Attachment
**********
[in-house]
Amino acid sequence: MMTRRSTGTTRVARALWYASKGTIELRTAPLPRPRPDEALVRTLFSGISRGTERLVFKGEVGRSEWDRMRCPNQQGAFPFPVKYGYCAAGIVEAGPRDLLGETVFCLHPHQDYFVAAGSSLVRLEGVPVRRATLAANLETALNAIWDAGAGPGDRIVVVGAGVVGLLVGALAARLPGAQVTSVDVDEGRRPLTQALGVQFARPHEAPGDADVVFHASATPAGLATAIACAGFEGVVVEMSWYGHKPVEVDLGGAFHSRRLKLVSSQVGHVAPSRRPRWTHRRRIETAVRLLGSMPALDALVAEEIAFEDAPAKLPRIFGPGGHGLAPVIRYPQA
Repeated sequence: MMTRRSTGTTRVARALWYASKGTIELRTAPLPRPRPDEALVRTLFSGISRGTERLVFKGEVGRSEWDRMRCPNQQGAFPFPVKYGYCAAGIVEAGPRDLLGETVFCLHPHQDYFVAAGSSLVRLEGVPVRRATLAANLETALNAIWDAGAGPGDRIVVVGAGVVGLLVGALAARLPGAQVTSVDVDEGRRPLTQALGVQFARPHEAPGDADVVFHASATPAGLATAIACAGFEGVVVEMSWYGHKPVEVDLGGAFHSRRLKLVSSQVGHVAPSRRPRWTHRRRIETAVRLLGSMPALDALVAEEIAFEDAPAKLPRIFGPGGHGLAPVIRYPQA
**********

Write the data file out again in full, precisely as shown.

[in-house]
Amino acid sequence: MMTRRSTGTTRVARALWYASKGTIELRTAPLPRPRPDEALVRTLFSGISRGTERLVFKGEVGRSEWDRMRCPNQQGAFPFPVKYGYCAAGIVEAGPRDLLGETVFCLHPHQDYFVAAGSSLVRLEGVPVRRATLAANLETALNAIWDAGAGPGDRIVVVGAGVVGLLVGALAARLPGAQVTSVDVDEGRRPLTQALGVQFARPHEAPGDADVVFHASATPAGLATAIACAGFEGVVVEMSWYGHKPVEVDLGGAFHSRRLKLVSSQVGHVAPSRRPRWTHRRRIETAVRLLGSMPALDALVAEEIAFEDAPAKLPRIFGPGGHGLAPVIRYPQA
Repeated sequence: MMTRRSTGTTRVARALWYASKGTIELRTAPLPRPRPDEALVRTLFSGISRGTERLVFKGEVGRSEWDRMRCPNQQGAFPFPVKYGYCAAGIVEAGPRDLLGETVFCLHPHQDYFVAAGSSLVRLEGVPVRRATLAANLETALNAIWDAGAGPGDRIVVVGAGVVGLLVGALAARLPGAQVTSVDVDEGRRPLTQALGVQFARPHEAPGDADVVFHASATPAGLATAIACAGFEGVVVEMSWYGHKPVEVDLGGAFHSRRLKLVSSQVGHVAPSRRPRWTHRRRIETAVRLLGSMPALDALVAEEIAFEDAPAKLPRIFGPGGHGLAPVIRYPQA